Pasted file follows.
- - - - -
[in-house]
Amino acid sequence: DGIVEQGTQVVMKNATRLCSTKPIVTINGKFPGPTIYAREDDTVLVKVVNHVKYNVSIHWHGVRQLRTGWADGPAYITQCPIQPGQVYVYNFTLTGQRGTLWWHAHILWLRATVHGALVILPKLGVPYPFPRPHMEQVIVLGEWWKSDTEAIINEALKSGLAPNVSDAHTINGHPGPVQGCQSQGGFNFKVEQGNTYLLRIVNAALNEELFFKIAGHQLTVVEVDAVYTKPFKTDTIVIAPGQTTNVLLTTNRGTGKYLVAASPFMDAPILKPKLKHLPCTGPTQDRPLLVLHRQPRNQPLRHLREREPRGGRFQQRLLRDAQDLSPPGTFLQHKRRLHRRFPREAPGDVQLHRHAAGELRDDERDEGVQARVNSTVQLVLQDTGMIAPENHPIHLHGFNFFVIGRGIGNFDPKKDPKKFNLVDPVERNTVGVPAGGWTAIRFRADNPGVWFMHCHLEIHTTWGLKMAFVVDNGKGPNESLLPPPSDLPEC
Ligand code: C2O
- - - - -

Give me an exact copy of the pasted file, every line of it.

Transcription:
[in-house]
Amino acid sequence: DGIVEQGTQVVMKNATRLCSTKPIVTINGKFPGPTIYAREDDTVLVKVVNHVKYNVSIHWHGVRQLRTGWADGPAYITQCPIQPGQVYVYNFTLTGQRGTLWWHAHILWLRATVHGALVILPKLGVPYPFPRPHMEQVIVLGEWWKSDTEAIINEALKSGLAPNVSDAHTINGHPGPVQGCQSQGGFNFKVEQGNTYLLRIVNAALNEELFFKIAGHQLTVVEVDAVYTKPFKTDTIVIAPGQTTNVLLTTNRGTGKYLVAASPFMDAPILKPKLKHLPCTGPTQDRPLLVLHRQPRNQPLRHLREREPRGGRFQQRLLRDAQDLSPPGTFLQHKRRLHRRFPREAPGDVQLHRHAAGELRDDERDEGVQARVNSTVQLVLQDTGMIAPENHPIHLHGFNFFVIGRGIGNFDPKKDPKKFNLVDPVERNTVGVPAGGWTAIRFRADNPGVWFMHCHLEIHTTWGLKMAFVVDNGKGPNESLLPPPSDLPEC
Ligand code: C2O